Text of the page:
You have highlighted something very important which a lot of people overlook. A pandemic such as COVID-19 isn't something that is spread evenly over the population of a country. It's a series of local epidemics. Focusing on just national averages can obscure that.

National averages can be useful in judging general trends on a global level, but to really understand what is going on in a country you need to have more regionalised figures. For example, of the roughly 130,000 deaths in the US, more than a third came from just New York and New Jersey, which is more than 4 times what their proportion of the US population would lead us to expect if we only looked at national averages. And in the case of those two states, infection was heavily concentrated in and around New York city.

In the case of New York and New Jersey, infection got out of hand before the US had a reliable test for the virus (the US developed their own test initially, but it turned out to not work properly). As a result of this by the time they realised they had a problem the health care system was rapidly overwhelmed with infections which were increasing at an exponential level. The health care system then collapsed at a local level even though infection levels in the US as a whole at the time were on average lower than in Europe.

The big problems in the US as you said are now in Texas, Florida, and Arizona, who had seen comparatively low rates of infection while New York was in crisis. The danger in those states is of them repeating the New York experience. Those states could go into crisis even if infection and death rates in places like New York are falling to very low levels.

New infections are a leading indicator of health problems, while deaths are a lagging indicator. We won't see many of the deaths which follow from the recent infections until some weeks in the future. By the time the death rates start spiking it's far too late to do anything about it.

I think Europeans sometimes fail to appreciate how decentralized policy making is in our federal system. Add in the size of the country, which means different regions will be hit by the virus at different times, and it becomes clear that national numbers don't give much insight into the problem.
In Canada the situation also greatly differs from province to province. The majority of infections and deaths have occurred in the province of Quebec, particularly centred around the city of Montreal and its suburbs. This is despite Quebec being only a quarter of the population of the country as a whole. Some provinces and territories have seen no deaths at all, and one territory has had no infections at all. The high rate of infection in Quebec is believed to be a result of Quebecers having gone on vacation in Florida in the spring and then returning home through New York state (see a map for this) combined with the worst possible timing for doing so.

When all this started British Columbia was the first province to see significant numbers of infections. I can recall reading the news and thinking about how they were really taking it on the chin, and how glad I was to be nearly a continent away from it. Then it spread across the country and at this point BC's rates of cumulative infections and deaths are well below the national average and very low on a global scale. That's quite a salutary example of not declaring the "winner" of a race before the race is over. As many have said, this is a marathon, not a sprint and we've got a long ways to go yet.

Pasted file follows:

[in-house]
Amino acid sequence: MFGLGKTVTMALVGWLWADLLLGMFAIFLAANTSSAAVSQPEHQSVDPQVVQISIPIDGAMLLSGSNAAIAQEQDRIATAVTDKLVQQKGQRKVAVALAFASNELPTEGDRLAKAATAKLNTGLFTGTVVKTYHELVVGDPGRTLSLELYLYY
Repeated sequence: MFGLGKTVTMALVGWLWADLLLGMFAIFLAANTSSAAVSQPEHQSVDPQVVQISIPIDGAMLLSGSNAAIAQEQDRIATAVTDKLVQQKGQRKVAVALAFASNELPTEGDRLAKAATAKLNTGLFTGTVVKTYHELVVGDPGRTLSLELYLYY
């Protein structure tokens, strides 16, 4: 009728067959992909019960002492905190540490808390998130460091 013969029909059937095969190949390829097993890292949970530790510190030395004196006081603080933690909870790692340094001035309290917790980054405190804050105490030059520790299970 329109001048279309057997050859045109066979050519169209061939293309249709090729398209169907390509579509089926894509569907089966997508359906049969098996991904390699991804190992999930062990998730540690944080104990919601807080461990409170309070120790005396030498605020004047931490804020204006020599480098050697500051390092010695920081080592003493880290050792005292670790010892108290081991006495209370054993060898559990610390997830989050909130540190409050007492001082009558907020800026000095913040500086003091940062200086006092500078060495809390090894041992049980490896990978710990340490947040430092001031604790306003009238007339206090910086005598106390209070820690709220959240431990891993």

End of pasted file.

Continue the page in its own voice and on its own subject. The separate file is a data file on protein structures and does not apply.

Governments in different provinces and federally put aside their political differences and worked together, regardless of party. Whatever other differences they have, they've recognised that COVID-19 is the one that really matters and are working together on it. This doesn't mean that there is no opposition criticism of policies or how they are carried out, but partisanship is not being allowed to affect how governments themselves work together and the provinces and federal government are able to operate by consensus.

In the US that doesn't seem to he happening. It's down to what each state wants to do without much national coordination. The pandemic and responses to it seem to have become a partisan political issue and the national leadership have been undermining state level governments for purely political reasons. The most effective cooperation between states seems to be coming from regional groups of states forming their own councils and effectively bypassing the federal government entirely.

The result of this is that to talk about a "national US policy" in how the pandemic is handled doesn't tell us much because the decisions that matter most are largely being taken by individual states, with coordination between neighbouring states being done on a state to state basis rather than going through the federal government.

Some states, as you have said, have recently made some bad decisions and now are likely to pay a price for it.

So to sum up, national averages may give a general idea of global trends, but for anyone who wants to understand what is actually happening in the US they need to, as you have said, look at the state by state numbers, where the infection rates in some cases are zooming upwards.